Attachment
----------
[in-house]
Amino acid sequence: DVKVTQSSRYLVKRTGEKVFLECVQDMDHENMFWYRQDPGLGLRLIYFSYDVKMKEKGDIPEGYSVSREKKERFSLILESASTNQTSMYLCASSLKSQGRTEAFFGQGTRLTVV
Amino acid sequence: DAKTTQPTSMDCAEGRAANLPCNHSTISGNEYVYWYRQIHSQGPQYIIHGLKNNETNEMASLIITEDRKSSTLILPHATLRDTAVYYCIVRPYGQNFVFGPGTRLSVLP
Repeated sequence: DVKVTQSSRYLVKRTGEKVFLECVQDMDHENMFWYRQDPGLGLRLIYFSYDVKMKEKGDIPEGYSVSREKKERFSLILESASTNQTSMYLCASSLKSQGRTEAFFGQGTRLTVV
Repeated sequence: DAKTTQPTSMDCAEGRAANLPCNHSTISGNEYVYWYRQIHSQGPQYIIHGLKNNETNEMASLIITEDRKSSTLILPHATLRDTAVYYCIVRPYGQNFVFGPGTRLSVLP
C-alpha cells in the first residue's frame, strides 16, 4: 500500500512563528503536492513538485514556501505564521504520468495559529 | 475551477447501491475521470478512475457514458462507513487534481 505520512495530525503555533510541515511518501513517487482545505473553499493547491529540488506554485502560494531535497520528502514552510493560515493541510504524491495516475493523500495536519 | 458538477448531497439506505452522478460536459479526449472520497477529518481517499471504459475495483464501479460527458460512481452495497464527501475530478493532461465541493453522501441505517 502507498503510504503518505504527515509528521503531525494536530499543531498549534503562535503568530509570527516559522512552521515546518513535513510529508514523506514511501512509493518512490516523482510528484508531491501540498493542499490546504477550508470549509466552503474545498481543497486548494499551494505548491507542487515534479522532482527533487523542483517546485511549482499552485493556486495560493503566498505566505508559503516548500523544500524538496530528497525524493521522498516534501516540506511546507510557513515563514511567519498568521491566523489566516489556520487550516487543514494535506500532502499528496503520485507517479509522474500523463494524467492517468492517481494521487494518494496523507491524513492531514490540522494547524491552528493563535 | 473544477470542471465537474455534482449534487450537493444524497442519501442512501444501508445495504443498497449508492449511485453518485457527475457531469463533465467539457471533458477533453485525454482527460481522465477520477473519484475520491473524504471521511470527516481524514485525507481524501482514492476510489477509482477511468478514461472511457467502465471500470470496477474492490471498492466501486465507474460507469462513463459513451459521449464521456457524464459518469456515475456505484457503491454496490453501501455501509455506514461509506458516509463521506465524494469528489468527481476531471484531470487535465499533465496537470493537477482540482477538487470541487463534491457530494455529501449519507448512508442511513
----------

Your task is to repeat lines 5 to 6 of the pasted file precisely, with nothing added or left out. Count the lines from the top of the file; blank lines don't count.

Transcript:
Repeated sequence: DAKTTQPTSMDCAEGRAANLPCNHSTISGNEYVYWYRQIHSQGPQYIIHGLKNNETNEMASLIITEDRKSSTLILPHATLRDTAVYYCIVRPYGQNFVFGPGTRLSVLP
C-alpha cells in the first residue's frame, strides 16, 4: 500500500512563528503536492513538485514556501505564521504520468495559529 | 475551477447501491475521470478512475457514458462507513487534481 505520512495530525503555533510541515511518501513517487482545505473553499493547491529540488506554485502560494531535497520528502514552510493560515493541510504524491495516475493523500495536519 | 458538477448531497439506505452522478460536459479526449472520497477529518481517499471504459475495483464501479460527458460512481452495497464527501475530478493532461465541493453522501441505517 502507498503510504503518505504527515509528521503531525494536530499543531498549534503562535503568530509570527516559522512552521515546518513535513510529508514523506514511501512509493518512490516523482510528484508531491501540498493542499490546504477550508470549509466552503474545498481543497486548494499551494505548491507542487515534479522532482527533487523542483517546485511549482499552485493556486495560493503566498505566505508559503516548500523544500524538496530528497525524493521522498516534501516540506511546507510557513515563514511567519498568521491566523489566516489556520487550516487543514494535506500532502499528496503520485507517479509522474500523463494524467492517468492517481494521487494518494496523507491524513492531514490540522494547524491552528493563535 | 473544477470542471465537474455534482449534487450537493444524497442519501442512501444501508445495504443498497449508492449511485453518485457527475457531469463533465467539457471533458477533453485525454482527460481522465477520477473519484475520491473524504471521511470527516481524514485525507481524501482514492476510489477509482477511468478514461472511457467502465471500470470496477474492490471498492466501486465507474460507469462513463459513451459521449464521456457524464459518469456515475456505484457503491454496490453501501455501509455506514461509506458516509463521506465524494469528489468527481476531471484531470487535465499533465496537470493537477482540482477538487470541487463534491457530494455529501449519507448512508442511513